Brett Kebble’s diamond link

[] — HOPES OF FULLY unravelling the Byzantine capital and deal flows between Randgold & Exploration and JCI must surely have diminished following the death of Brett Kebble last week. The full extent of the companies’ financial troubles may never be known, and minorities in both companies could end up with few answers. Some secrets, it would appear, are now consigned to the grave.

Ironically, Kebble was hoping to make a clean breast of his business affairs prior to his murder, partly owing to a spiritual conversion in the last weeks of his life (he was baptised into the Reborn Christian church) and under pressure to comply with the efforts of the reconstituted boards of Randgold and JCI.

KPMG was drafted in to replace Charles Orbach & Co to conduct a more thorough audit of the firms. Kebble’s willingness to turn over his knowledge of the companies’ affairs appears to have been the trigger to what increasingly looks like a brutal assassination.

Conspiracy theories are ten-a-penny, both in Johannesburg and overseas – where the death of a certain South African businessman has piqued interest. But one of the more compelling theories is that Kebble threatened to expose Angolan diamond traders who were making use of JCI’s Letseng diamond mine in Lesotho to wash smuggled gems. If true, that’s a controversial contention but unsubstantiated.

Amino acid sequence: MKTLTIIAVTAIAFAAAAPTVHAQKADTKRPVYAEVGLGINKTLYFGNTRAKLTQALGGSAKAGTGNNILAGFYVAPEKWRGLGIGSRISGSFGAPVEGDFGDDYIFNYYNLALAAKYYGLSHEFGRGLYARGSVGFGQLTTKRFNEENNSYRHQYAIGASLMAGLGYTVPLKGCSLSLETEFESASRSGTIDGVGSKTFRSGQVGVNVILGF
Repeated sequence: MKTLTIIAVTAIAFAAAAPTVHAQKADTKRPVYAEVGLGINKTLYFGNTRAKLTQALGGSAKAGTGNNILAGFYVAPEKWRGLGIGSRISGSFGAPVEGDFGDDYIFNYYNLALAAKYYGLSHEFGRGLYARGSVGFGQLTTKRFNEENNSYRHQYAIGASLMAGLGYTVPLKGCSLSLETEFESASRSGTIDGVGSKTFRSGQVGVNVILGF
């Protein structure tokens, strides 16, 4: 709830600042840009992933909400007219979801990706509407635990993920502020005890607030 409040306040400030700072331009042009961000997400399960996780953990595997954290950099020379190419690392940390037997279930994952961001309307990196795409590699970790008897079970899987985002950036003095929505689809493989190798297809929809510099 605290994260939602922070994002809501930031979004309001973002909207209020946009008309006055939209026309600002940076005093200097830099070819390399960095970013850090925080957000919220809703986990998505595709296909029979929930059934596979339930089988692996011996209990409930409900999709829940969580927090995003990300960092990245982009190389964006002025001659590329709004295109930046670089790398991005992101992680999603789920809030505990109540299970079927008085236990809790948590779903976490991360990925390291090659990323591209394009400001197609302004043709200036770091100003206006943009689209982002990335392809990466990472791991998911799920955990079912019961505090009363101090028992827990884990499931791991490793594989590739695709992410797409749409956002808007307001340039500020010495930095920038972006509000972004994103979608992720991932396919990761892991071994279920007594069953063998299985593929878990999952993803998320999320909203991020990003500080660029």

But the stream of diamonds flowing from Letseng has surprised those who have access to such information. Diamantaires, of Antwerp, an important Belgian diamond trading station, won’t accept parcels of unpolished diamonds from Letseng, which they deem atypical. Letseng normally produces few – but large – diamonds. The recent run of mine production has been quite different.

One flicker of upside to this sorry affair is that questions regarding the legitimacy of the Randgold and JCI boards have been put to rest. Though creditors will now run the companies, Brett Kebble’s purported influence over Peter Gray, CEO of both firms and an established friend, is a non-issue. That should bring some relief to Neal Froneman, CEO of Aflease Gold & Uranium Resources (Aflease), who has been campaigning to have the boards changed, feeling that Kebble wanted to pull the strings after resigning from the boards.

Plans to have Randgold and JCI pushed into a single empowerment-begetting entity will also recede; in fact, it could be argued that without Brett Kebble, the companies may cease to be active at all, particularly Randgold.

Kebble’s death also means that a number of empowerment fledglings may also perish quicker than first expected. Black businessmen Sello Rasethaba and Andile Nkuhlu rushed to the scene of the crime last week. What they saw would have horrified them, but they were also witnessing the end of their empowerment dreams in their current formats.